Vaccines: A Crisis of Imagery - Bio-Defense Network
Apr 2015

Vaccines: A Crisis of Imagery

By Meg Nash

The days of black and white press releases are quickly passing. New technology platforms provide near-instant communications directly with those who need or seek our message. During a crisis, the use of imagery has become increasingly important to convey both a message and emotion. Imagery can drive home the urgency of a message, the dire nature of potential consequences, the safest way to remedy.  Why, then, is all imagery associated with vaccines about needles?

At the heart of the matter, vaccines protect many from common illnesses with consequences ranging from inconvenience to serious illness, permanent disability and death. Why isn’t the imagery associated with vaccines of healthy children and seniors enjoying their lives without illness or disability? Why do we associate the images of vaccines to reinforce a common fear of needles and remind people of the pain of injections? If public health is trying to promote more widespread vaccinations, we need to focus on reinforcing a person’s desire for health.

News stories on heroin often it feature a photograph of a famous person, like Philip Seymour Hoffman, displayed in health and life. They don’t feature photographs of junkies unconscious in an alley with a needle still in their arm. They don’t show photos of the things people to do support their habits. They show the tragedy of addiction and help us, through imagery, to remember that it’s our fellow humans who suffer from this addiction. Why would imagery for vaccine programs be more graphic than that of heroin addiction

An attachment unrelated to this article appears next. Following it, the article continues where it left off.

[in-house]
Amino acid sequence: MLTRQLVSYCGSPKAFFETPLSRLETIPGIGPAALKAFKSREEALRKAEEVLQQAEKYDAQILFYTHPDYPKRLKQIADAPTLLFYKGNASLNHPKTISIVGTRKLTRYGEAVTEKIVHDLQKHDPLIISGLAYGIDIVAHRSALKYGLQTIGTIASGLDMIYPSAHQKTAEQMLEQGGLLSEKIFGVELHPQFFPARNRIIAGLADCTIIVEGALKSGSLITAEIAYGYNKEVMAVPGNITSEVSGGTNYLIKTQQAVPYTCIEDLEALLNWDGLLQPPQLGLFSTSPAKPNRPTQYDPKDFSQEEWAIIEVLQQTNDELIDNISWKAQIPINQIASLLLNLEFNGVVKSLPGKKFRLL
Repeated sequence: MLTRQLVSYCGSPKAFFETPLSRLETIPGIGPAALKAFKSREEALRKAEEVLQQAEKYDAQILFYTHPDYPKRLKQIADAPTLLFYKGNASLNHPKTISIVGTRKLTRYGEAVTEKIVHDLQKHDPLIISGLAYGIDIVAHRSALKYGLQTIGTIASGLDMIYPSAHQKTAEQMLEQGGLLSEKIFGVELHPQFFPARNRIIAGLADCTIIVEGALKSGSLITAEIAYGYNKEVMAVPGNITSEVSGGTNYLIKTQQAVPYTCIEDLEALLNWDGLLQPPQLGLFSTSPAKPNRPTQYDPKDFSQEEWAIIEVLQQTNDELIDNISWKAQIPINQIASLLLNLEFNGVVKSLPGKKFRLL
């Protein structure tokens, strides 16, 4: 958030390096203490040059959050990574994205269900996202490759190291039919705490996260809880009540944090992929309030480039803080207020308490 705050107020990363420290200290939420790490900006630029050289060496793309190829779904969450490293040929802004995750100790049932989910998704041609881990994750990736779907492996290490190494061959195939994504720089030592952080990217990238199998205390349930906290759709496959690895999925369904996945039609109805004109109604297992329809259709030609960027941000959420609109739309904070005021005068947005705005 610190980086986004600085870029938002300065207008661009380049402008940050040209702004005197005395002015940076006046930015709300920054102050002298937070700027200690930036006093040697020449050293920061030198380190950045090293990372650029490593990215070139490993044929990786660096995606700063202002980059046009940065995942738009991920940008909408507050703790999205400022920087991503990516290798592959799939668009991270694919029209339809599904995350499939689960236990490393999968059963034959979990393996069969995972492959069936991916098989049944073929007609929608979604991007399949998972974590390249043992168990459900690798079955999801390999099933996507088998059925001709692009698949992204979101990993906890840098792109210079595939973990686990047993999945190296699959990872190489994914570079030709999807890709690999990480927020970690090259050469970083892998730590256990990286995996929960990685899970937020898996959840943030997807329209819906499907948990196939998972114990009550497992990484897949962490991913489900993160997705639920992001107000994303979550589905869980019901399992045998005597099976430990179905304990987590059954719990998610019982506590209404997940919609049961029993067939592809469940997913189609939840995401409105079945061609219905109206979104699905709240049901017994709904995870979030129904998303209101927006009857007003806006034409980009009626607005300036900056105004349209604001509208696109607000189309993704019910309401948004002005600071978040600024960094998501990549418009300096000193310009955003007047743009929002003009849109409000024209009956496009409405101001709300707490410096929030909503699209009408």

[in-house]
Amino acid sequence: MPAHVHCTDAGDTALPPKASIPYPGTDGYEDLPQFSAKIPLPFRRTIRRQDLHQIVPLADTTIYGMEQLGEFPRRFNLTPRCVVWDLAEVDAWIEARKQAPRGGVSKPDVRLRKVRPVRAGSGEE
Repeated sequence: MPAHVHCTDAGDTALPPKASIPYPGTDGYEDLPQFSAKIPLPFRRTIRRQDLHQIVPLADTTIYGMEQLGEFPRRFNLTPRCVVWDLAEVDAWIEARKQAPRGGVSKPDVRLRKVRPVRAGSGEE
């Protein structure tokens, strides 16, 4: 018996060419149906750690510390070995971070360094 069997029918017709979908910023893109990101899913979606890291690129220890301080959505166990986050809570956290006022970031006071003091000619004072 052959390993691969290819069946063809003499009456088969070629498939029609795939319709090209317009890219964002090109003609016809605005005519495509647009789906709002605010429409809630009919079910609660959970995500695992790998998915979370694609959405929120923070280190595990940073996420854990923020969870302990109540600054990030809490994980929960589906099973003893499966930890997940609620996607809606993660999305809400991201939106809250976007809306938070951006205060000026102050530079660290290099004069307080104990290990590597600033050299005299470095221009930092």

Outcomes of NOT getting a vaccine are illness, outcomes of getting the vaccine are health. Reinforce messaging by reinforcing outcomes. If you want more people to get vaccines, avoid photos of injections, needles, multi-use vials, crying children, and pierced skin. Healthy kids are happy kids, sick kids are not. Stop showing children wincing in pain as their helpless mothers look on in blurred backgrounds. Show children who are strong, capable and healthy.

Tips for Better Imagery Impact:

  • Focus on positive patient outcomes. Good outcomes are better than poor ones, remind them with pictures.
  • Make YOUR goals, THEIR goals. Marketing 101 – make them want what you’re selling, or in public health, the program you’re promoting.
  • Associate their participation with positive imagery. People respond more to positive images when used as a call to action.
  • Keep imagery simple. Showing electron microscope photographs of a virus can alienate non-scientific types and leave them feeling unqualified to make an educated decision, which leads to inaction. Keep it simple, focus on positive outcomes, like smiling and activity.

Images of happy children, smiling families, able seniors, blue skies and puppies should be promoting your health campaigns. Leave the images of injections, needles and vials out of it.


Leave a Reply

Your email address will not be published. Required fields are marked *